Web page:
The self-publishing market is no less competitive and in some ways even more competitive than traditional publishing, as it truly is just you against the world, with no publisher behind you to help, to encourage, or work with you.

Readers of my blog posts will catch a common theme…know what you are getting into, no matter what path you take. Eyes wide open on the road ahead.

If you believe self-publishing is best for your situation, then by all means do it. But if you think it will be less work and a quick road to success, think again.


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7 Good Reasons to Self-Publish

I have mentioned before on this site (here and, most recently, here) that aspiring writers often shoot their publishing futures in the foot, so to speak, by self-publishing a book (or books). I won’t repeat myself again (see what I did there?). Instead, I will talk briefly about the good …

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Test Marketing Books

In the traditional book-publishing world, insiders often refer to the initial release of a book from a new author as a marketing test…more R&D than launching and promoting a known product. The self-publishing process can function in a similar role of market testing for a first time author. You won’t …

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How Self-Publishing Has Changed Authors

As a literary agent, not a day goes by when I don’t encounter the changes in thinking from authors caused by the expansion and availability of self-publishing. It’s understandable, because there are over twice as many books self-published every year in the United States than are published by traditional publishers. …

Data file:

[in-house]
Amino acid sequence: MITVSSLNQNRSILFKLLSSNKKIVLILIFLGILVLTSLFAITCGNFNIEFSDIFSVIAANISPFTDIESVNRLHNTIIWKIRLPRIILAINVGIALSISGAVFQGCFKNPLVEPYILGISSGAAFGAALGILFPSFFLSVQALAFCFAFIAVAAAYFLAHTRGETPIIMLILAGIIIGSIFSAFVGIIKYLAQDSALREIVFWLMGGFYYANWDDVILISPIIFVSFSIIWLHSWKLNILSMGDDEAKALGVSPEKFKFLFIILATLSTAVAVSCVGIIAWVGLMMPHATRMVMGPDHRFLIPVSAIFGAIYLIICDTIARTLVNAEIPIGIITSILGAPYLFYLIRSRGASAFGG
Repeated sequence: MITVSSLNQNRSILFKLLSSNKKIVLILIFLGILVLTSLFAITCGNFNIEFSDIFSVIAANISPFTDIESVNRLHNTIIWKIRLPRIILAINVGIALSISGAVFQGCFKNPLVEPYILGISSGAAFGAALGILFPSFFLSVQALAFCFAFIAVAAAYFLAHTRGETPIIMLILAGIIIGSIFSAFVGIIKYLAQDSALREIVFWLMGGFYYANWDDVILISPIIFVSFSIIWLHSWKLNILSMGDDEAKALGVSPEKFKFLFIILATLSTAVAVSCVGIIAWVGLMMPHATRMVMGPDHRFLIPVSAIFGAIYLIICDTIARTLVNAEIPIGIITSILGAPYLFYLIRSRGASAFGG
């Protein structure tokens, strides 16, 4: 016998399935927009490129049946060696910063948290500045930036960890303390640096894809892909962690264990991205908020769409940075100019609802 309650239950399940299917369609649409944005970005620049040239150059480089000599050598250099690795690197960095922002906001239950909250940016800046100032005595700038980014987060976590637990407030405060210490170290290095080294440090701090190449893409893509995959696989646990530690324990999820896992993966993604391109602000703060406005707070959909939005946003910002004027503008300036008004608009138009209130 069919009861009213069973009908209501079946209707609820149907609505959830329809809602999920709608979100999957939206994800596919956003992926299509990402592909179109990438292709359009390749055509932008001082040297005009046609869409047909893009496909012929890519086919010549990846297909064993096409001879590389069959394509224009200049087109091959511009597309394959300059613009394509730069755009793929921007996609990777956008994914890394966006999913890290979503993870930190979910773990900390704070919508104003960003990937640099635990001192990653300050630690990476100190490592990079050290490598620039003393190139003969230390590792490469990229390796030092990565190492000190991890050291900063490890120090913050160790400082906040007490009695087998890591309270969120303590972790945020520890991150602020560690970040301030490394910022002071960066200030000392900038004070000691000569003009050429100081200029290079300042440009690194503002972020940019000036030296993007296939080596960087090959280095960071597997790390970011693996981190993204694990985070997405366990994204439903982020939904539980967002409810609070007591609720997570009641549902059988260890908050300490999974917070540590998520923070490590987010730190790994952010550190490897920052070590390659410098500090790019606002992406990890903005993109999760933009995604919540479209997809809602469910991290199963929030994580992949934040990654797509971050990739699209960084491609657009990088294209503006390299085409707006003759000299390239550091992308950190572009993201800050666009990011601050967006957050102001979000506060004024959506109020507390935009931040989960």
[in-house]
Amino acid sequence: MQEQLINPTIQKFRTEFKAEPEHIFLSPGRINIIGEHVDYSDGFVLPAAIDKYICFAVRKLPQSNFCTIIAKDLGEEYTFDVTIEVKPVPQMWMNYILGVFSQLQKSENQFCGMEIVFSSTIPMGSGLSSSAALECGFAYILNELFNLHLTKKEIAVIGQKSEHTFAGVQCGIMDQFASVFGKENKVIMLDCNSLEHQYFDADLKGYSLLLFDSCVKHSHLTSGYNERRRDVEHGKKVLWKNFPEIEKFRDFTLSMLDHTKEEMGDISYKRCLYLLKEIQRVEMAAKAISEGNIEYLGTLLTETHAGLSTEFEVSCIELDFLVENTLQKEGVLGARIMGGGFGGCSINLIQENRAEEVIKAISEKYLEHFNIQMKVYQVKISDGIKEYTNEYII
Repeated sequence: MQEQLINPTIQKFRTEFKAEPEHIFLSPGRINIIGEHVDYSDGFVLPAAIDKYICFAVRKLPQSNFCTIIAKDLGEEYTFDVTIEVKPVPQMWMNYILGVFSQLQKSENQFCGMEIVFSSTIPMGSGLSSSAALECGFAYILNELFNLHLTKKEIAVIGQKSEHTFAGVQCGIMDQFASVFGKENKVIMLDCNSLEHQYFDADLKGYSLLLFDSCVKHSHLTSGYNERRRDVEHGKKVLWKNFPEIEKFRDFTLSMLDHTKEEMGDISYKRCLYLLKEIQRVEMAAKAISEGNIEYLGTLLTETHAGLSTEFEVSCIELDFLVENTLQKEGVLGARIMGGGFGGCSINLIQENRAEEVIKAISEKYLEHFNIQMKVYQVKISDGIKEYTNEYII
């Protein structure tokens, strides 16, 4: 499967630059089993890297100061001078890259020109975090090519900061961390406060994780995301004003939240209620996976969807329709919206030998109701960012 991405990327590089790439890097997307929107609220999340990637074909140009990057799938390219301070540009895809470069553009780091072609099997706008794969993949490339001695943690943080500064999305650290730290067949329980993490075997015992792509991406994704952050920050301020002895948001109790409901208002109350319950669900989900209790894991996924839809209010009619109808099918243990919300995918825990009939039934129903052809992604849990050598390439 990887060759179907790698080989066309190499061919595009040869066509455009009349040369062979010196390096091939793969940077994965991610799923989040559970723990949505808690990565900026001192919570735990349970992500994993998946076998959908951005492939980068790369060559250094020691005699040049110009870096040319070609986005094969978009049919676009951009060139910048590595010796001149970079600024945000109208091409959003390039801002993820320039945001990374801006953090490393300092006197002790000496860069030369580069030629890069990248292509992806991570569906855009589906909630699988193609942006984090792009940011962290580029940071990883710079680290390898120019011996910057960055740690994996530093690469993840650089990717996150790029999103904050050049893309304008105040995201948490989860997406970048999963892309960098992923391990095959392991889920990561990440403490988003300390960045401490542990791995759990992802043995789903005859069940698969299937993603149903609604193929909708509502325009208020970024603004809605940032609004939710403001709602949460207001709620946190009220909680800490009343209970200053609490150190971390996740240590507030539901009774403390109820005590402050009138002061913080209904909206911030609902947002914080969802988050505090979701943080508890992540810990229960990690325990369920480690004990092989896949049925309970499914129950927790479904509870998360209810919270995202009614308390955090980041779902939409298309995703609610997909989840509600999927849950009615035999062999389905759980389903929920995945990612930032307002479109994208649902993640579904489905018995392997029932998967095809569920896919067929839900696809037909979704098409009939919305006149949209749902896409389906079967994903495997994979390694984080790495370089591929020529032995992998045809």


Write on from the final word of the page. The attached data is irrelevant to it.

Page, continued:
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HELP! I’m a Self-Published Author

Time and time again, self-published authors come to me asking for help. They self-published or published with a very small press and found that doing all of their own marketing and promotion resulted in sales in the three-figure range. Some authors are able to achieve the low four figures but …

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News You Can Use – June 18, 2013

Self-Published eBooks Account for 12% of the Entire Digital Market – Watch the stats for trends.

How People Read Online – Does this mean I have to shorten my blog posts? And if I do will you still skip the last 2/3rds of what I write anyway?

Three Scriptural Cautions Against Self-Publishing – Do you agree or disagree? (and then read the next link below)

Three Reasons to Support Self-Publishing – A rebuttal to the previous link. I appreciate careful discourse and debate that does not devolve into chaos. This point-counterpoint is a wonderful example of how to conduct this type of conversation.

Did You Forget to Pay Royalties for Singing “Happy Birthday”? – A fascinating article which tells of a company who is suing to get “Happy Birthday” declared public domain. Ever wonder why restaurants all have their own song for celebrating birthdays? They don’t want to receive an invoice from the copyright holder who makes $5,000,000 a year in royalties.

3 mistakes to avoid when following up on a pitch – This article can be applied to pitching editors and agents too.

10 Blogging Tactics To Maximize Long-Term Results – Excellent advice from Heidi Cohen. I get this kind of question a lot from authors trying to use their blog to market their books.